Hazing News

Record payment in the death of SAE pledge Tyler Cross


Judge orders fraternity to pay $16.2 million to parents of pledge who died

By Tony Plohetski | Thursday, October 23, 2008, 01:46 PM

A state district judge has ordered the national and University of Texas chapters of a fraternity to pay $16.2 million to the parents of a freshman pledge who fell to his death two years ago after authorities said he was subjected to hazing.

The Sigma Alpha Epsilon fraternity must pay each of the parents of Marietta, Ga., native Tyler Cross $2.5 million for mental anguish and nearly $81,000 for funeral expenses, among other costs, according to an order by Judge John Dietz.

Dietz issued the order Wednesday afternoon after the national and local SAE chapters failed to respond to a lawsuit, said attorney Robby Alden, who is representing the Cross family. State law allows the chapters to seek a new trial, which would be granted if their representatives explain why they didn’t respond to the suit and can present a defense to the allegations.

A civil case against the organization’s alumni board and housing corporation is pending.

“This is just a terrible tragedy,” Alden said. “They want to make sure this never happens again.”

Alden said the family had sought to possibly mediate and settle the case out of court, but got no response. He said doing so would also might have allowed the family to ask questions about the days and hours before their son’s death.

Authorities launched an investigation into the fraternity after Cross fell from his fifth-floor balcony of an off-campus dormitory in November 2006.

Investigators have said that the night before his body was discovered, he and other pledges were given half-gallon liquor bottles to drink. An autopsy report said Cross had a blood alcohol level of more than twice the legal limit for driving in Texas.

Earlier this year, two former SAE pledge trainers pleaded no contest to hazing and furnishing alcohol to minors and were each sentenced to four days in jail and two years of deferred adjudication, a form of probation.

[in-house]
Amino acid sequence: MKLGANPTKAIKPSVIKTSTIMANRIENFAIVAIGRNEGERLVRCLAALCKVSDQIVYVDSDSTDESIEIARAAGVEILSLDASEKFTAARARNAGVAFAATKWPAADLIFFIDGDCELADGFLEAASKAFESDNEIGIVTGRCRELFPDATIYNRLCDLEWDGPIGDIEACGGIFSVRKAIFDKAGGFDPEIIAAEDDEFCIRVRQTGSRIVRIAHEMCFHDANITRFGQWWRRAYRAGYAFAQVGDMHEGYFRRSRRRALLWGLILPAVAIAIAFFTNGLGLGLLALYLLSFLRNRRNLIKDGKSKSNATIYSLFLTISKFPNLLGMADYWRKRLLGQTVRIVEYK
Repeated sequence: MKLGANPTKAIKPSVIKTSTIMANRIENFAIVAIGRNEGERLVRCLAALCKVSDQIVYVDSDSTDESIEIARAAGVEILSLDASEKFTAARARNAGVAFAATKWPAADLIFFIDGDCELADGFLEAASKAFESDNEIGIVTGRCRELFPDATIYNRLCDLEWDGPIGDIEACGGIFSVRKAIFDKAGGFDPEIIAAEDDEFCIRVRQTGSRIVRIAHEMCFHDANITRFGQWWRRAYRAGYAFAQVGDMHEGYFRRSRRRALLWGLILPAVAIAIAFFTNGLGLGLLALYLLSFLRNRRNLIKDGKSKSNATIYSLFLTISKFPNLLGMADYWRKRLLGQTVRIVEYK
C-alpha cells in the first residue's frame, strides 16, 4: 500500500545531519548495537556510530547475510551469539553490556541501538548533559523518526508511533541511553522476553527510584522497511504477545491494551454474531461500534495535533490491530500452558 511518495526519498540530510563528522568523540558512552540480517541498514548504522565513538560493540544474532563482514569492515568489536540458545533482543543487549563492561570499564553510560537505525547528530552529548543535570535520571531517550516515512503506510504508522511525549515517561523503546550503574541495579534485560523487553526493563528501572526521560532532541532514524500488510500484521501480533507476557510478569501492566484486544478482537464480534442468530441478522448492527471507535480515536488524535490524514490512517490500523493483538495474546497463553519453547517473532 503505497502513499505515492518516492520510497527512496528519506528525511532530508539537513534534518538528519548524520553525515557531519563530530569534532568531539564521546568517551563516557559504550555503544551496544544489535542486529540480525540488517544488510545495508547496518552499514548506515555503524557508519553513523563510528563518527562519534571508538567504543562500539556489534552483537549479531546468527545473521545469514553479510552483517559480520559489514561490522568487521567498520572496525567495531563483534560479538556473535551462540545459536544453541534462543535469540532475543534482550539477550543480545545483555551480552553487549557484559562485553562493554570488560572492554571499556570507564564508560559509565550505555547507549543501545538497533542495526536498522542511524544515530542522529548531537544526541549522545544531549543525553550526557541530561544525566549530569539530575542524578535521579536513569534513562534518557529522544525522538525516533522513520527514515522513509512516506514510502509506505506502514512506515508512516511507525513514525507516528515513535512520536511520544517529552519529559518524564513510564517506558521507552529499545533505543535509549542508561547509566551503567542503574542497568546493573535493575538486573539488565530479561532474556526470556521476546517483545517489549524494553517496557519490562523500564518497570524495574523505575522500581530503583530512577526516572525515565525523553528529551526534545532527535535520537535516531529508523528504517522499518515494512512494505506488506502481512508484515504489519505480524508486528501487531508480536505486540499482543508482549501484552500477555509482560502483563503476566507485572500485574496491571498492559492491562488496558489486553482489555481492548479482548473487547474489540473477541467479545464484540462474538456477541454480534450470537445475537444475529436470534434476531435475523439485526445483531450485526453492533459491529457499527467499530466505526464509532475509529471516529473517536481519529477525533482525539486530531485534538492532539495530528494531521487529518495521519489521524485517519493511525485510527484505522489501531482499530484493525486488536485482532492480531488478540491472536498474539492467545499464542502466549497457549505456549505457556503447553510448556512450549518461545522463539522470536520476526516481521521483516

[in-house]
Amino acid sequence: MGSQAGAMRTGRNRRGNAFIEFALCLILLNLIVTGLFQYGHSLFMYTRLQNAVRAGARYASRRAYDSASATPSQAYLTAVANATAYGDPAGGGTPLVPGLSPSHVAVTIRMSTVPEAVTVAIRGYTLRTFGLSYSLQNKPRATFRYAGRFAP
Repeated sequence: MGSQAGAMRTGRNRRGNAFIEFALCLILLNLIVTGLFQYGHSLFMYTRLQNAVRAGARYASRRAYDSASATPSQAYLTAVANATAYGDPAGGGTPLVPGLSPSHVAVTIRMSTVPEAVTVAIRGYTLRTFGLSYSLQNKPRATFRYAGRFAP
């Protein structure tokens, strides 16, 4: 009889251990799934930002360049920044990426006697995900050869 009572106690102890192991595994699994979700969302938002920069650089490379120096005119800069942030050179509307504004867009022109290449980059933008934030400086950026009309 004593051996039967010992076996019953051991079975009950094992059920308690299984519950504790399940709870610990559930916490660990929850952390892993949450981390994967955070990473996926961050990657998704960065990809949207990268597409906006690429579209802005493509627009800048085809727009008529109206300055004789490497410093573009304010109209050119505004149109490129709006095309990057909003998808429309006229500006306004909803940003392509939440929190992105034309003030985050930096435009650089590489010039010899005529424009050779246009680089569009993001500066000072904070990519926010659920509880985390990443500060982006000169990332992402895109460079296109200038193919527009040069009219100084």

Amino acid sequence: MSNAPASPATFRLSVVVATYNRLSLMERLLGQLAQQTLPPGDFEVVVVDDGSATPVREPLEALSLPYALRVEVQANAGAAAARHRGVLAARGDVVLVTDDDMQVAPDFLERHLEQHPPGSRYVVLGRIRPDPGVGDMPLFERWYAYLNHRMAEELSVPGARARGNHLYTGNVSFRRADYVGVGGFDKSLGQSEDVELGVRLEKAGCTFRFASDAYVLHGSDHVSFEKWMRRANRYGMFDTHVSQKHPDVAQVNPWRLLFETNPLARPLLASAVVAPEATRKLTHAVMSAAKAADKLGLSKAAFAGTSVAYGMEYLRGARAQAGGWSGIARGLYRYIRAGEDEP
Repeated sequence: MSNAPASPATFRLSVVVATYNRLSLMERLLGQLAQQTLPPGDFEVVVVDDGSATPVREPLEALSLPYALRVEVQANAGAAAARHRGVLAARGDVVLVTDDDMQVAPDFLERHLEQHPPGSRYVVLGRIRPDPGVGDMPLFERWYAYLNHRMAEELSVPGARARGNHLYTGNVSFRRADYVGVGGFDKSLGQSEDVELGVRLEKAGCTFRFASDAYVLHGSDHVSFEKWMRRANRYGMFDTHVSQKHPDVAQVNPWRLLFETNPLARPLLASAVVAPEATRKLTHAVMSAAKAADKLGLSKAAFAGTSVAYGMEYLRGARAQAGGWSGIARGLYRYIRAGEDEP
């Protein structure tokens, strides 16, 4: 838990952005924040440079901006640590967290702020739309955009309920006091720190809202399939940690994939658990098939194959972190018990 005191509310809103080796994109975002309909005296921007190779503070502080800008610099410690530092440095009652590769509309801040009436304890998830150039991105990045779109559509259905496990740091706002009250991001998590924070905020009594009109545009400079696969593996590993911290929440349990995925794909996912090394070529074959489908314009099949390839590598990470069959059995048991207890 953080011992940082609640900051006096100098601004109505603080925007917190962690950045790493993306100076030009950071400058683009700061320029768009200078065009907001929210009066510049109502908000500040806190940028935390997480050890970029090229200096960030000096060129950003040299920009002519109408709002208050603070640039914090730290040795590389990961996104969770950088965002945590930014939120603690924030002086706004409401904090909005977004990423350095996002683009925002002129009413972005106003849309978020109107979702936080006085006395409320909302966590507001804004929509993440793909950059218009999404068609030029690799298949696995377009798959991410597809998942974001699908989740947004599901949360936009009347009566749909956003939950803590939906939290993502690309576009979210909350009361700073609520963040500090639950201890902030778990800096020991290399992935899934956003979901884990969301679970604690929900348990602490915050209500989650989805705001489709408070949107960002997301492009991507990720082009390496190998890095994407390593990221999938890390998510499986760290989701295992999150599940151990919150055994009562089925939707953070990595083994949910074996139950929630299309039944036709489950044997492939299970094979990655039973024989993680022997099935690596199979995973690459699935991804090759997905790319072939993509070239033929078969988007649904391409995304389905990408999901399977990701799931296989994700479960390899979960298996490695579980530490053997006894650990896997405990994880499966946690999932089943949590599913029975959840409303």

The former president of Sigma Alpha Epsilon’s UT chapter also pleaded no contest to the charges and received one year of deferred adjudication, while a fourth member pleaded no contest to failure to report hazing and also received one year of deferred adjudication.

SAE officials could not immediately be reached for comment this afternoon.

By Hank Nuwer

Journalist Hank Nuwer is the Alaska author of Hazing: Destroying Young Lives; Broken Pledges: The Deadly Rite of Hazing, High School Hazing, Wrongs of Passage and The Hazing Reader. He has written articles or columns on hazing for the Sunday Times of India, Toronto Globe & Mail, Harper's Magazine, Orlando Sentinel, The Chronicle of Higher Education and the New York Times Sunday Magazine. His current book is Hazing: Destroying Young Lives from Indiana University Press. He is married to Malgorzata Wroblewska Nuwer of Warsaw, Poland and Fairbanks, Alaska. Nuwer is a former columnist for the Greenville (Ohio)Early Bird and former managing editor of the Fairbanks Daily News-Miner in Alaska.
Nuwer was named the Ohio Society of Professional Journalists columnist of the year in 2021 for his “After Darke” column in the Early Bird. He also won third place for the column in 2022 from the Indiana chapter of the Society of Professional Journalists. He and his wife Gosia, recently of Union City, Ind., have owned 20 acres in Alaska for many years. “The move is a sort-of coming home for us,” said Nuwer. As a journalist, he’s written about the Alaskan Iditarod sled-dog race and other Alaska topics. Read his musings in his blog at Real Alaska Daily-- and in his weekly column "Far from Randolph" in the Winchester Star-Gazette of Randolph County, Indiana.

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